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David Parker confirmed the government would not proceed with the GST changes yesterday afternoon (Photo: RNZ / Angus Dreaver)
David Parker confirmed the government would not proceed with the GST changes yesterday afternoon (Photo: RNZ / Angus Dreaver)

The BulletinSeptember 1, 2022

Tax grab to tax gone in 22 hours

David Parker confirmed the government would not proceed with the GST changes yesterday afternoon (Photo: RNZ / Angus Dreaver)
David Parker confirmed the government would not proceed with the GST changes yesterday afternoon (Photo: RNZ / Angus Dreaver)

The plan to add GST to Kiwisaver and managed fund fees was swiftly brought down in under 23 hours. Was it actually a bad plan or was it badly landed, writes Anna Rawhiti-Connell in The Bulletin.

 

A backdown at breakneck speed

The government’s proposed plan to levy GST on Kiwisaver and managed funds was ditched yesterday afternoon. I am kicking myself for squandering the headline “tax on, tax off” last month. I think it’s worth examining how it went from little-known to cancelled very fast, even by today’s social media standards. Quick timeline: the Speaker took the chair at 2pm on Tuesday where the bill in question was set down for its first reading. Stuff’s Rob Stock broke the story at 3.35pm that afternoon, it blew up very quickly with many detracting opinions ready to go. “Tax Grab” led the frontpage of the Herald yesterday morning. The opposition leader called it a retirement tax on Newshub’s AM and at 1.18pm yesterday I saw a screengrab of the statement that said the government wasn’t proceeding with the plan.

Discussion document on the proposal first issued in February 2020

The NBR’s Hamish McNicol (paywalled) spoke to a couple of tax experts in the wake of the cancellation. PwC’s Geof Nightingale told him that a discussion document on the proposal had first been issued in February 2020. As a tax partner at a large firm, Nightingale is of course correct. Here it is. As a crack compiler of news, I deployed the PDF search tool to find the relevant references. In short there was consultation on the issue, identification of unfair competitive advantage with the status quo by favouring certain types of managed funds and business structures, a range of law change options and some handy questions for submitters.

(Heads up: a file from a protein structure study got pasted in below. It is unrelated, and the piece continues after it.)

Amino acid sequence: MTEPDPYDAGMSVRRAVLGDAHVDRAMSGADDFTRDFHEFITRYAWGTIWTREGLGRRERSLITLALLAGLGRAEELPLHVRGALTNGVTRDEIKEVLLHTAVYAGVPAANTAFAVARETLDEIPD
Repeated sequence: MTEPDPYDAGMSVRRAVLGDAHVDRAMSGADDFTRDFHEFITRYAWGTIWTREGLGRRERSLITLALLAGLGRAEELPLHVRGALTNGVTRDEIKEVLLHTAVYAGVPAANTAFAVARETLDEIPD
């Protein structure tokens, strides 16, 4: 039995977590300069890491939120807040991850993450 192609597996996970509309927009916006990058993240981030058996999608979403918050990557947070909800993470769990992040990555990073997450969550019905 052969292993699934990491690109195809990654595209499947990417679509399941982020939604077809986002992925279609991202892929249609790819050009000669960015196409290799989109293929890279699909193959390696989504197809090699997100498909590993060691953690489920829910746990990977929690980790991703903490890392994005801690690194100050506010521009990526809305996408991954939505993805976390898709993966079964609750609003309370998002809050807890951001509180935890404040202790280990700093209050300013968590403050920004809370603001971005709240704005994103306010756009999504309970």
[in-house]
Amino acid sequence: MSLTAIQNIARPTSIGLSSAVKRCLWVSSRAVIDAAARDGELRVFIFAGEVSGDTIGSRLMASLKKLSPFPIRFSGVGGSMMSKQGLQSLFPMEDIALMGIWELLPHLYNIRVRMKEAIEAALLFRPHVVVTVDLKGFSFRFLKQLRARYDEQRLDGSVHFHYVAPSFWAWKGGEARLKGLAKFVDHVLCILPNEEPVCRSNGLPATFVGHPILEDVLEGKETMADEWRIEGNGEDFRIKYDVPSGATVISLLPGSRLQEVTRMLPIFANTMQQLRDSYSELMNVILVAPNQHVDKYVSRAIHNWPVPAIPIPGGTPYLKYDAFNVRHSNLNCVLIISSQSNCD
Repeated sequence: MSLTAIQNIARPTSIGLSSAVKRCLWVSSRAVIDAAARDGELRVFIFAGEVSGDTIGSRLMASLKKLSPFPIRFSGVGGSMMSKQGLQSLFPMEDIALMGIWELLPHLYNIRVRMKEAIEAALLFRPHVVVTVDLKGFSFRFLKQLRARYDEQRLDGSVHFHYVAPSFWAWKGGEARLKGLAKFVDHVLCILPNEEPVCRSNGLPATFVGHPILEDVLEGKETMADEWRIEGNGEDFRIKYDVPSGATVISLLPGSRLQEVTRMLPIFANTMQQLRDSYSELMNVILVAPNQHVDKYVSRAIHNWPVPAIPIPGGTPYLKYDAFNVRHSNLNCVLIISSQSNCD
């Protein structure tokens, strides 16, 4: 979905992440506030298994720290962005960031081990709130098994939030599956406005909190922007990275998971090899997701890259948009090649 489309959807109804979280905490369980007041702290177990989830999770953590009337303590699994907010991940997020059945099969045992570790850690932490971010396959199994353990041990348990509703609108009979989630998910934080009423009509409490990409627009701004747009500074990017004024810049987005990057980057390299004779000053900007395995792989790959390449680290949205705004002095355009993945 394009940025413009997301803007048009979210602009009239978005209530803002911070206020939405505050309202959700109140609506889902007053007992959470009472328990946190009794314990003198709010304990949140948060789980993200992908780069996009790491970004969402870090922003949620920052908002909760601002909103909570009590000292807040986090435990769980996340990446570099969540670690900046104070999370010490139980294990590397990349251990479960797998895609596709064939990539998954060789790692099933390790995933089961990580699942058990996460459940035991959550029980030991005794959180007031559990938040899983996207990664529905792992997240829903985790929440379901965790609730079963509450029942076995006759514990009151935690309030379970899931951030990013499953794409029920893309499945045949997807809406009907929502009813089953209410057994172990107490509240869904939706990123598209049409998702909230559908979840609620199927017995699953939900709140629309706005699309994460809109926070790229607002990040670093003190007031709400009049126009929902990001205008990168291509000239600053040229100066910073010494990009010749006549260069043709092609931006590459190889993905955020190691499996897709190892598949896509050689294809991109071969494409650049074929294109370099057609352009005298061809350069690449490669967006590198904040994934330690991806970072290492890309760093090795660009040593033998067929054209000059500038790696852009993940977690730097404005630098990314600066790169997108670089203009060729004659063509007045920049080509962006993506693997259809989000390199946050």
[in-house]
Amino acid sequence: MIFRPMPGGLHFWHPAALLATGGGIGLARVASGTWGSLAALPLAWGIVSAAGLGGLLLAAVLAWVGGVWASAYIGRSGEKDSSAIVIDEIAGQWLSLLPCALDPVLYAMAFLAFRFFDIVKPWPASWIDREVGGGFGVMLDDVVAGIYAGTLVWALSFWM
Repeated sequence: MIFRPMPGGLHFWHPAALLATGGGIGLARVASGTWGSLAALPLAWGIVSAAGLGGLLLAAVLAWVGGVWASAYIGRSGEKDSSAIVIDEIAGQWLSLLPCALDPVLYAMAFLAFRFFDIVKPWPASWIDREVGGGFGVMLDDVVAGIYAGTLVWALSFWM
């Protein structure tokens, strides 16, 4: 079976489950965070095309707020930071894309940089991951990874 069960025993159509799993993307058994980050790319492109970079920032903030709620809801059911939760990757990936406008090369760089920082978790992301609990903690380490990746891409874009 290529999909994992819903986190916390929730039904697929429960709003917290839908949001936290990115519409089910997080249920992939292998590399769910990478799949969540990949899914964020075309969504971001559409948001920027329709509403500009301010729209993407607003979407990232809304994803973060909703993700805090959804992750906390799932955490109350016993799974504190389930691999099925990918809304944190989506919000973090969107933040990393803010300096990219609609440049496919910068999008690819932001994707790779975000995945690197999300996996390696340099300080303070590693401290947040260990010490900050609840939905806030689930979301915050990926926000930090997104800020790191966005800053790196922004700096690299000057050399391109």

A chance to clean up “a mess” lost?

Nightingale also said the application of GST to fund management services was “a mess” and needed sorting. “There was complexity for the IRD to administer and complexity for people to comply.” That cost of compliance is noted in the discussion document as something that “can also add costs to managed funds products”. Nightingale also said that it would have been unlikely for pricing for Kiwisaver members to have been impacted by 15%. EY partner Aaron Quintal said there was no stronger argument to exempt Kiwisaver fees than there was for exempting GST on fresh fruit. Not all tax specialists are alike however. Deloitte tax specialist Allan Bullot told RNZ’s Checkpoint Kiwisaver members would save a lot less money as a result of the proposed tax.

An unforced handling error

A mere three hours before the u-turn, the Gone by Lunchtime team discussed the plan. Ben Thomas thought it was a bit mischievous to include the $103b tax take figure in the Herald’s headline as that’s over a 70-year time frame. Toby Manhire asked how is it, with the size of “the communications industrial complex and the government”, that the government seems to be playing into the hands of an opposition –“looking like this has been done on the hoof”. Stuff’s Tom Pullar-Strecker has written a fairly cool-headed assessment of what happened. Finally, BusinessDesk’s Pattrick Smellie lands a (paywalled) deathblow, writing: “The prime minister, and the finance and the revenue ministers must have been asleep at the wheel… There can be no other explanation for one of the most remarkable political blunders of recent times and for its almost instant demise.”

Keep going!